The Analysis of Generative Music Programs

Collins, Nick (2008) The Analysis of Generative Music Programs. Organised Sound, 13 (3). pp. 237-248. ISSN 1355-7718

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Abstract

Composers have spent more than fifty years devising computer programs for the semi-automated production of music. This article shall focus in particular on the case of minimal run-time human intervention, where a program allows the creation of a musical variation, typically unravelling in realtime, on demand. These systems have the capacity to vary their output with each run, often from no more input information than the seeding of a random number generator with the start time. Such artworks are accumulating, released online as downloads, or exhibited through streaming radio sites such as rand()%. Listener/users and composer/designers may wish for deeper insight into these programs' ontological status, mechanisms and creative potential. These works are challenging to dissect; this article makes a tentative start at confronting the unique problems and rich behaviours of computer-program-based generative music, from the social and historical context to the backwards engineering of programs in relation to their sound world. After a discussion of exemplars and definitions of generative art, strategies for analysis are outlined. To provide practical examples, analyses are provided of two small scale works by James McCartney.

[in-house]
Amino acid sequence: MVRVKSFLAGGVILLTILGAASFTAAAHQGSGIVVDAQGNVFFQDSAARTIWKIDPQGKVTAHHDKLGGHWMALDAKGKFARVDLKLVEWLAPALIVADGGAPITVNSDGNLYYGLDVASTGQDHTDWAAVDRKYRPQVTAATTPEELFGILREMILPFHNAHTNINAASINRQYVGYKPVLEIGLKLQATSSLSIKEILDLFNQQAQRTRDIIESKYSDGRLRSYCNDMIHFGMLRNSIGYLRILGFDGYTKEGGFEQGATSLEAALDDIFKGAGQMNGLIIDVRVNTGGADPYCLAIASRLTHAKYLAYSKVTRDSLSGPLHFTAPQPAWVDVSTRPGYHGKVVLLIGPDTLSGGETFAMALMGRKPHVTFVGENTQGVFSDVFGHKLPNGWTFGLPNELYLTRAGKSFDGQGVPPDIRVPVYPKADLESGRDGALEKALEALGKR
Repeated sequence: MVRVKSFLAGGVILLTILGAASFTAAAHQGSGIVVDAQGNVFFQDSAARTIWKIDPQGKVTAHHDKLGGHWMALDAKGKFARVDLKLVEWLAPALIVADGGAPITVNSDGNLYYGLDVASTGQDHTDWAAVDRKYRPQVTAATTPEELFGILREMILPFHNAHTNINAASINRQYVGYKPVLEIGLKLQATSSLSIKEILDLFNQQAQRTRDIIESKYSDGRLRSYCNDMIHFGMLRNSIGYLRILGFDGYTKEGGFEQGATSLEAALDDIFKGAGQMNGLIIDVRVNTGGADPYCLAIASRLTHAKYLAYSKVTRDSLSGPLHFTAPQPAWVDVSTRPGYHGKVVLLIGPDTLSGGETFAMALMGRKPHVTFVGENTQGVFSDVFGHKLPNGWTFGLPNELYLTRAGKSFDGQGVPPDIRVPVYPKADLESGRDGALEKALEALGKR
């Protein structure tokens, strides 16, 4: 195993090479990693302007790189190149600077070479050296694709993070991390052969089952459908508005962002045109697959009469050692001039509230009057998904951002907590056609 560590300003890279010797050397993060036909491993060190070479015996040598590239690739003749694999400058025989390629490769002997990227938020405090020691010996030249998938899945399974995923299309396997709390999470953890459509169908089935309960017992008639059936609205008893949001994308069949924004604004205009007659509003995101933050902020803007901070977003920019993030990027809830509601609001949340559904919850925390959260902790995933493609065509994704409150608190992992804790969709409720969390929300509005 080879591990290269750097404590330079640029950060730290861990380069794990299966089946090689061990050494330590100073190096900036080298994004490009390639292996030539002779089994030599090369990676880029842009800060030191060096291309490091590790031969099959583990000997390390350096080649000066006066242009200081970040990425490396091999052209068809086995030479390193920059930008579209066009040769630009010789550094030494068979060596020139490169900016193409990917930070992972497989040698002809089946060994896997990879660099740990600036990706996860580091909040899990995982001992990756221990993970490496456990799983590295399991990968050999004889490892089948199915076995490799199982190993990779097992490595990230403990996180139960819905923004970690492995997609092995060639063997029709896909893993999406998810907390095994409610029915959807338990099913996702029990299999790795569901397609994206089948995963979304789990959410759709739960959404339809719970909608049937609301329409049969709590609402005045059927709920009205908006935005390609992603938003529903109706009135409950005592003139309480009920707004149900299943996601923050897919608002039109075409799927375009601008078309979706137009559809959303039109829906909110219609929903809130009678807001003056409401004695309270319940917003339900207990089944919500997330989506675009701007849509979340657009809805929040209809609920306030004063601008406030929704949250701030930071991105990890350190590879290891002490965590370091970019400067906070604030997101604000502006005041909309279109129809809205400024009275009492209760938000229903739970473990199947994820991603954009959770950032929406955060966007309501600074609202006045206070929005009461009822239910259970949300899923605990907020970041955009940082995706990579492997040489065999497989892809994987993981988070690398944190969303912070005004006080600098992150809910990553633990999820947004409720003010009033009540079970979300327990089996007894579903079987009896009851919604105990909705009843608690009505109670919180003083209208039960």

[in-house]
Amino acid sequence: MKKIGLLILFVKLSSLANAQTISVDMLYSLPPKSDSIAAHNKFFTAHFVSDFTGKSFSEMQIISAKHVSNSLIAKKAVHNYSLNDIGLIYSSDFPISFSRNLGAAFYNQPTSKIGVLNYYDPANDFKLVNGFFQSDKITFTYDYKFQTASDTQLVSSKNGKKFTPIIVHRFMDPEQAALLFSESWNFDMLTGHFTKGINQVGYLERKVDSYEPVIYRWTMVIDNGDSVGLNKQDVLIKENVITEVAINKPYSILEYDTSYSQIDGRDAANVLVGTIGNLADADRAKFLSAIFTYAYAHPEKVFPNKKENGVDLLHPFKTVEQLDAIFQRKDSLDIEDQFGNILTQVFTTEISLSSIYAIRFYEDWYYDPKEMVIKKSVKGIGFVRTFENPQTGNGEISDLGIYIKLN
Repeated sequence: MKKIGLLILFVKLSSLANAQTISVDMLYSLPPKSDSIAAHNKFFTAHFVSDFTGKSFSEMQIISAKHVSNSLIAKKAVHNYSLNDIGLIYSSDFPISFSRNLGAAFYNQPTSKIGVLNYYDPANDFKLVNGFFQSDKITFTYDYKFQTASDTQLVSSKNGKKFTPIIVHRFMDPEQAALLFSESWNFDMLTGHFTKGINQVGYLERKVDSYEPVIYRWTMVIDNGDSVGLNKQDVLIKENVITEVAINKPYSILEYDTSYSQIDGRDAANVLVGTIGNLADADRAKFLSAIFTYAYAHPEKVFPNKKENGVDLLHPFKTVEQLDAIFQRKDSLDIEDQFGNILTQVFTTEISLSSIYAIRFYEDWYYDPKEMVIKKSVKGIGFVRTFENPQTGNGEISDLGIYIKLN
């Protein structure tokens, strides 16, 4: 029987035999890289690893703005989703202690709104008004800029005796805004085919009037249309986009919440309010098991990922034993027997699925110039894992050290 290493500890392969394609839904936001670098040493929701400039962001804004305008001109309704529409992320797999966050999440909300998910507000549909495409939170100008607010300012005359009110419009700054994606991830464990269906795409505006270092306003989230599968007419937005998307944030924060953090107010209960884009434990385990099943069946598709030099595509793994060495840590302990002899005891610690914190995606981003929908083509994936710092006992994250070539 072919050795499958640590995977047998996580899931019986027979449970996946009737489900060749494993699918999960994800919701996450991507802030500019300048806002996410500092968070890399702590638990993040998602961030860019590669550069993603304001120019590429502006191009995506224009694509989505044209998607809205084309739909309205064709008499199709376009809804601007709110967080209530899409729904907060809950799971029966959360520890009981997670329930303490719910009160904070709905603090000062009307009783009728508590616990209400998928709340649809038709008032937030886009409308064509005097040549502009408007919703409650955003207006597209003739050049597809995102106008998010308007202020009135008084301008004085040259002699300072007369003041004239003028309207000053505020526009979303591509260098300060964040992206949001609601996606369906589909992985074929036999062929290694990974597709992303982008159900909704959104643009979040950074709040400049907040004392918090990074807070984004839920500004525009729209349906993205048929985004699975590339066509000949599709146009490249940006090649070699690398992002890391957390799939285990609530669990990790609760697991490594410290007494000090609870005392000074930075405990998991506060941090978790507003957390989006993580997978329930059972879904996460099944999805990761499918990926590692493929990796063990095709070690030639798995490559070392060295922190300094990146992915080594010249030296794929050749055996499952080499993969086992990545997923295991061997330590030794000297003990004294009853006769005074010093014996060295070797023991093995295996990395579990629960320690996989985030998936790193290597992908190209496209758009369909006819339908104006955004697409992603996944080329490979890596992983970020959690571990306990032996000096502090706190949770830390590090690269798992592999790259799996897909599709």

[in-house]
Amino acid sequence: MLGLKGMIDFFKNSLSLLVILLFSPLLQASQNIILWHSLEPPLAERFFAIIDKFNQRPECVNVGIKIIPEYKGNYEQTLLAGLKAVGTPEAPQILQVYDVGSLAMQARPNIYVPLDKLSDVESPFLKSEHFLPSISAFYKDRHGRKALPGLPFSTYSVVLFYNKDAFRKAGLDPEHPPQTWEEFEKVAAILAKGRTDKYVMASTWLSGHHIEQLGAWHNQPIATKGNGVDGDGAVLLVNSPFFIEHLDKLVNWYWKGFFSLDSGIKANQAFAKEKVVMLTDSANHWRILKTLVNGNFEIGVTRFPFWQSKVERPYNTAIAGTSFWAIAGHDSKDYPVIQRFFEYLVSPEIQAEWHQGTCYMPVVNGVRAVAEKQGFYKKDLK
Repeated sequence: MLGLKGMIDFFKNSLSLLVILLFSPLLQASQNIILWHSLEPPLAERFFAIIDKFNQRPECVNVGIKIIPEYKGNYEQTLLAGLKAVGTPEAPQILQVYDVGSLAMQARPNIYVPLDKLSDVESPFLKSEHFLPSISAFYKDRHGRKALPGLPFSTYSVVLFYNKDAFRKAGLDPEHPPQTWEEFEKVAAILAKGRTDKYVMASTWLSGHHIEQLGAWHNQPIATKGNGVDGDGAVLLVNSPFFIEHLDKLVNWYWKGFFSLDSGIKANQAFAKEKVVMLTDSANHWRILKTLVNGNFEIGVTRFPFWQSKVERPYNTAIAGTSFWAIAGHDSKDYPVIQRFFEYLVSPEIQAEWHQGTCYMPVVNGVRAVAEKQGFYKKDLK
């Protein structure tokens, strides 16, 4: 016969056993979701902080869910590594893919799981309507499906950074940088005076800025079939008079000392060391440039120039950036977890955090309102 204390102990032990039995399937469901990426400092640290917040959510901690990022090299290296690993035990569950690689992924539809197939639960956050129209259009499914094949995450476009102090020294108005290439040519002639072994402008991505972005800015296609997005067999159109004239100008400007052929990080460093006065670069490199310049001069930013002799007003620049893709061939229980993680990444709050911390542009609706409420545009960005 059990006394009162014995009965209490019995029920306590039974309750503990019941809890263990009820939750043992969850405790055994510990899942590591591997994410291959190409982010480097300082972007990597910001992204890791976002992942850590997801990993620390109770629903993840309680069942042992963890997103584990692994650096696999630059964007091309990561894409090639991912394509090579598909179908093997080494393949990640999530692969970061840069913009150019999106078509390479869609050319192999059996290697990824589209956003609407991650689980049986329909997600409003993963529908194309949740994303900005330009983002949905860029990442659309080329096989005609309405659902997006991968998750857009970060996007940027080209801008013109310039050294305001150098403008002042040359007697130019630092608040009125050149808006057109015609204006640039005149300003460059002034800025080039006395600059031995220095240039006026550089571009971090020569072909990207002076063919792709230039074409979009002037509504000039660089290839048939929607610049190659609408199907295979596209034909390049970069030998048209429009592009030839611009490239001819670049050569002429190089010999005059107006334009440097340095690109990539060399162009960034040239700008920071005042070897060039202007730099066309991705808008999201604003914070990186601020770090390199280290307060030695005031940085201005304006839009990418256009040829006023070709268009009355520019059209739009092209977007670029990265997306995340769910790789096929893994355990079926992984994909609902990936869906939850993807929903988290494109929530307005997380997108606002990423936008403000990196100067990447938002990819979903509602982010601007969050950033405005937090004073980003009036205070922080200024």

Item Type: Article
Schools and Departments: School of Engineering and Informatics > Informatics
Depositing User: Nick Collins
Date Deposited: 06 Feb 2012 18:18
Last Modified: 31 May 2012 09:24
URI: http://sro.sussex.ac.uk/id/eprint/15665
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